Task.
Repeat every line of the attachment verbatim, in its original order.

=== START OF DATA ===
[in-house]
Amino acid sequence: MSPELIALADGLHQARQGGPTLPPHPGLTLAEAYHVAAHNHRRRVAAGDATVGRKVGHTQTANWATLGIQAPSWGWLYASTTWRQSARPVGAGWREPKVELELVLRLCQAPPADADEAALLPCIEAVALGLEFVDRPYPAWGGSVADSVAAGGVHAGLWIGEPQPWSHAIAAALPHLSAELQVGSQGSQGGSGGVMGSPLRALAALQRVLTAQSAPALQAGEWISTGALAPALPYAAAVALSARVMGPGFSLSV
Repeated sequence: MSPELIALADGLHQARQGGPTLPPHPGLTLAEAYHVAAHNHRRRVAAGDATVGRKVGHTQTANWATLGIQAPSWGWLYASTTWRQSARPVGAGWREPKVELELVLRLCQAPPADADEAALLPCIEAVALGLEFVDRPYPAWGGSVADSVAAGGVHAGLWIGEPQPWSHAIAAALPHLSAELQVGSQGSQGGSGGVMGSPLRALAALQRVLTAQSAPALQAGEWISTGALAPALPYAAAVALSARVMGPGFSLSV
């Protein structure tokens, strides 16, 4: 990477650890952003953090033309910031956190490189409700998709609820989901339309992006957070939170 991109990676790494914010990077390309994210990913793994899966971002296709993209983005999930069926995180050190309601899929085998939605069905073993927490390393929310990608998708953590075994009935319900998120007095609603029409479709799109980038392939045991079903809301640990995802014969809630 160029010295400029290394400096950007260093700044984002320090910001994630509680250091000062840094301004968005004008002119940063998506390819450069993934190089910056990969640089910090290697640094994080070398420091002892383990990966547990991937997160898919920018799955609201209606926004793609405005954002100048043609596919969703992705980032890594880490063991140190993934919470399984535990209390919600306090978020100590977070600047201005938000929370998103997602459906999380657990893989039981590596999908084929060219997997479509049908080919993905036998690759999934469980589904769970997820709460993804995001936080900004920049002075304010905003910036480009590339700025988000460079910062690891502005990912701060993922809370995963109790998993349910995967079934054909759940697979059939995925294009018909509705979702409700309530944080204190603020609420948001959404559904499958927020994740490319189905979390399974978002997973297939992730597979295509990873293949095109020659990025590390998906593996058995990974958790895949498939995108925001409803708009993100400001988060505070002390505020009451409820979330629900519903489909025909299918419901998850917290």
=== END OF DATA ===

[in-house]
Amino acid sequence: MSPELIALADGLHQARQGGPTLPPHPGLTLAEAYHVAAHNHRRRVAAGDATVGRKVGHTQTANWATLGIQAPSWGWLYASTTWRQSARPVGAGWREPKVELELVLRLCQAPPADADEAALLPCIEAVALGLEFVDRPYPAWGGSVADSVAAGGVHAGLWIGEPQPWSHAIAAALPHLSAELQVGSQGSQGGSGGVMGSPLRALAALQRVLTAQSAPALQAGEWISTGALAPALPYAAAVALSARVMGPGFSLSV
Repeated sequence: MSPELIALADGLHQARQGGPTLPPHPGLTLAEAYHVAAHNHRRRVAAGDATVGRKVGHTQTANWATLGIQAPSWGWLYASTTWRQSARPVGAGWREPKVELELVLRLCQAPPADADEAALLPCIEAVALGLEFVDRPYPAWGGSVADSVAAGGVHAGLWIGEPQPWSHAIAAALPHLSAELQVGSQGSQGGSGGVMGSPLRALAALQRVLTAQSAPALQAGEWISTGALAPALPYAAAVALSARVMGPGFSLSV
């Protein structure tokens, strides 16, 4: 990477650890952003953090033309910031956190490189409700998709609820989901339309992006957070939170 991109990676790494914010990077390309994210990913793994899966971002296709993209983005999930069926995180050190309601899929085998939605069905073993927490390393929310990608998708953590075994009935319900998120007095609603029409479709799109980038392939045991079903809301640990995802014969809630 160029010295400029290394400096950007260093700044984002320090910001994630509680250091000062840094301004968005004008002119940063998506390819450069993934190089910056990969640089910090290697640094994080070398420091002892383990990966547990991937997160898919920018799955609201209606926004793609405005954002100048043609596919969703992705980032890594880490063991140190993934919470399984535990209390919600306090978020100590977070600047201005938000929370998103997602459906999380657990893989039981590596999908084929060219997997479509049908080919993905036998690759999934469980589904769970997820709460993804995001936080900004920049002075304010905003910036480009590339700025988000460079910062690891502005990912701060993922809370995963109790998993349910995967079934054909759940697979059939995925294009018909509705979702409700309530944080204190603020609420948001959404559904499958927020994740490319189905979390399974978002997973297939992730597979295509990873293949095109020659990025590390998906593996058995990974958790895949498939995108925001409803708009993100400001988060505070002390505020009451409820979330629900519903489909025909299918419901998850917290």